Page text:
Porsche CEO Oliver Blume plots carbon-neutral flat sixes

Oliver Blume maps out Porsche’s sustainable future

CEO Oliver Blume has confirmed Porsche is on target to comfortably meet the EU’s stringent fleet CO2 emissions target for 2021. In an official interview, he also hinted that combustion-powered Porsches could survive indefinitely thanks to synthetic fuels. “Five years ago, nobody would have believed that Porsche could meet the fleet CO2 emission value,” says Blume. “Porsche is an innovative, driving force in this area. As a sports car manufacturer, we will be below the average fleet emission value by 2021 already. And in sustainable terms, too,” he reckons.

Oliver Blume maps out Porsche’s sustainable future

Oliver Blume maps out Porsche’s sustainable future

For the record, the EU target for 2021 is an average emission of 95g/km of CO2 across a manufacturer’s fleet of new vehicles. Manufacturers will pay a penalty of €95 per g/km for excess emissions on each vehicle registered, creating the possibility of huge fines for volume manufacturers missing the target.

Since 2014, Porsche has reduced the CO2 emissions of its cars by a staggering 75 per cent. The real-world accuracy of such figures, which are based on government emissions tests that some argue don’t account for the full energy cycle with regard to plug-in cars, can be debated. But Porsche’s progress has been dramatic by any reasonable measure.

Porsche is also pursuing sustainability in its manufacturing operations. “All Porsche sites in Germany have been using 100 per cent green electricity for the last three years,” Blume says. What’s more, despite the growth of Porsche’s production volumes over that period by over 80 per cent, the amount of energy used during manufacturing actually shrunk by around 30 per cent.

Overall, Porsche’s plan is to achieve total carbon neutrality. “Porsche is striving to become a zero-impact company, in other words a company without a CO2 footprint,” Blume says while conceding the huge scale of the task. “We have taken the first positive steps, but there is still a lot we have to do.”

But what about the idea of synthetic fuels and the tantalising prospect of a sustainable long term future for combustion Porsches? In theory, any hydrocarbon fuel, such as petrol, can be synthesised using hydrogen extracted from water and carbon scrubbed from the atmosphere.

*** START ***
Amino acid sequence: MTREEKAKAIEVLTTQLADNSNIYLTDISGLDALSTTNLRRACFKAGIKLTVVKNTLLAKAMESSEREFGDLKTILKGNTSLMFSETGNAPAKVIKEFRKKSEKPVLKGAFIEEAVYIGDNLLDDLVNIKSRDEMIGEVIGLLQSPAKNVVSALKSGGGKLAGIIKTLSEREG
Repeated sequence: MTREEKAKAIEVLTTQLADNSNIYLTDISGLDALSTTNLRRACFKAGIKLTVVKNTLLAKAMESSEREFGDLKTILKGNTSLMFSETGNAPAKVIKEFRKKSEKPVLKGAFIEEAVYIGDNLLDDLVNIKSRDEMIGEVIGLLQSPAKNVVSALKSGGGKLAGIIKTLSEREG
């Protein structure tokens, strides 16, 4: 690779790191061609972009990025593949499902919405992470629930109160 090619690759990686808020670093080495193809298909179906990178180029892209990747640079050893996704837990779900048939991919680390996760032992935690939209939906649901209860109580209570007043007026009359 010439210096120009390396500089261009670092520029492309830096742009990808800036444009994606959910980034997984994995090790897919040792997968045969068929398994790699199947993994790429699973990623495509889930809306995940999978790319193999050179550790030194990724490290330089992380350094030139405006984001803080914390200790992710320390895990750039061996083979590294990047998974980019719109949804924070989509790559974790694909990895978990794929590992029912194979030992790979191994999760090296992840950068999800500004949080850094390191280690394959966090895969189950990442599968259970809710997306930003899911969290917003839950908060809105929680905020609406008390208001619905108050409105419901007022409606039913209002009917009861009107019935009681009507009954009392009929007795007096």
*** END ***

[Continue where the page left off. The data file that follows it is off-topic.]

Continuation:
If the energy used for these processes is entirely sustainable, then the prospect of a fully carbon-neutral combustion engine is created. A combustion engine burning carbon-neutral synthesised petrol only emits that carbon which was removed from the atmosphere when manufacturing the fuel. A closed carbon loop, in other words.

Arguably the most appealing aspect of such synthetic fuels is that they effectively turn existing combustion cars into carbon-neutral transportation. That would include everything from a late model GT3 spinning at 9000rpm to the earliest of classic 356s. Similarly, the distribution and fuelling infrastructure already exists, en masse. “In terms of our perspectives, we are also examining the potential of synthetic fuels because we see future possibilities for all our existing vehicles,” Blume explains.

Such fuels are also a preference for Blume because he and Porsche generally favour avoidance and reduction to offsetting when it comes to carbon emissions. Porsche does offer a programme called “Porsche Impact” in which customers can offset the carbon footprint of their car. But Blume would prefer to minimise carbon emissions in the first place.

Anyway, if that all sounds a bit too good to be true, there’s inevitably a catch. Currently, Blume says, synthetic fuels are far too expensive to manufacture. Synthetic fuels are also much less efficient. “A battery is three times more efficient than the fuel cell and six times better than synthetic fuels,” he says.

Of course, if the energy used to create synthetic fuels is fully sustainable, then in environmental terms that’s not a problem. But it does feed back into cost. Generating clean energy costs money and it takes a lot of energy to synthesise fuels. For now, then, the fully carbon-neutral flat six remains a distant prospect. But not actually an impossibility. Here’s hoping.

Above right: A carbon neutral 911 with a flat-six running on synthetic fuel? It could happen, but the technology is currently too expensive to manufacture. Still, if anyone can, then Porsche can. Porsche CEO, Oliver Blume, has made bold claims for the sustainable future of the company, which will comfortably meet its 2021 CO2 fleet emission value across its model range.

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